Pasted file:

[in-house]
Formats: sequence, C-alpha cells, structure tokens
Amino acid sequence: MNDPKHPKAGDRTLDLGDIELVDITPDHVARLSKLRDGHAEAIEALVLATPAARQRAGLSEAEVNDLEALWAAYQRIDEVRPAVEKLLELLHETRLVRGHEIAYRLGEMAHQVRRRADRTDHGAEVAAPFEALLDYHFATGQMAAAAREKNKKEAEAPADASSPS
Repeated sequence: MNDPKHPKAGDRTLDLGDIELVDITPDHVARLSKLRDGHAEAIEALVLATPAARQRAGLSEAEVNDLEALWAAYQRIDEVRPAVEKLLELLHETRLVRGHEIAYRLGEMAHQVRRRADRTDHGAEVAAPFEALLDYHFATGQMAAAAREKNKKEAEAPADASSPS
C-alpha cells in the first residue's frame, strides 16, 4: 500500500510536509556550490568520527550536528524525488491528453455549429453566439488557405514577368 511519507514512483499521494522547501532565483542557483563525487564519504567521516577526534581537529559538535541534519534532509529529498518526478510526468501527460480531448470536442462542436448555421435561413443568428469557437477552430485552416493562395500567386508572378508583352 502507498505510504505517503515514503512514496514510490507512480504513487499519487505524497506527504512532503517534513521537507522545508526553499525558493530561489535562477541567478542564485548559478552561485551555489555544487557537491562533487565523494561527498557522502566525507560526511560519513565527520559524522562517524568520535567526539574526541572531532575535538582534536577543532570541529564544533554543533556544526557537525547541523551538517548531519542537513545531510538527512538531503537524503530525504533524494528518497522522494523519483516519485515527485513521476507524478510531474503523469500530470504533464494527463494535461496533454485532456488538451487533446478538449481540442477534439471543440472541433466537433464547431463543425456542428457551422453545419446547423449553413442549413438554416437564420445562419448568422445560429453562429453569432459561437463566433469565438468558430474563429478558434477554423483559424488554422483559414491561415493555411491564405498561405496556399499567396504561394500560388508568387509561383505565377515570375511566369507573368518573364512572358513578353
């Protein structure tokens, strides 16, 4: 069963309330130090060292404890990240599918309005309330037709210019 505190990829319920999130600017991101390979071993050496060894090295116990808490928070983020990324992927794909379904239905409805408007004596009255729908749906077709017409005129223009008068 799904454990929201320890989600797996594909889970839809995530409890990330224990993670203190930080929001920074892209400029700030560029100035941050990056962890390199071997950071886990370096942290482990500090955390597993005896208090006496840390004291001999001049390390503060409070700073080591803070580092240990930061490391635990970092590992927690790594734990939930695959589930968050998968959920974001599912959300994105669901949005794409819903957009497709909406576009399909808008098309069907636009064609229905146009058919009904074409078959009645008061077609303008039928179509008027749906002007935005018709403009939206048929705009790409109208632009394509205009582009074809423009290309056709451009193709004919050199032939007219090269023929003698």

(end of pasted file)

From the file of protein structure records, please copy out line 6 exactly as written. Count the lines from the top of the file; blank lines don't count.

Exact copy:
């Protein structure tokens, strides 16, 4: 069963309330130090060292404890990240599918309005309330037709210019 505190990829319920999130600017991101390979071993050496060894090295116990808490928070983020990324992927794909379904239905409805408007004596009255729908749906077709017409005129223009008068 799904454990929201320890989600797996594909889970839809995530409890990330224990993670203190930080929001920074892209400029700030560029100035941050990056962890390199071997950071886990370096942290482990500090955390597993005896208090006496840390004291001999001049390390503060409070700073080591803070580092240990930061490391635990970092590992927690790594734990939930695959589930968050998968959920974001599912959300994105669901949005794409819903957009497709909406576009399909808008098309069907636009064609229905146009058919009904074409078959009645008061077609303008039928179509008027749906002007935005018709403009939206048929705009790409109208632009394509205009582009074809423009290309056709451009193709004919050199032939007219090269023929003698």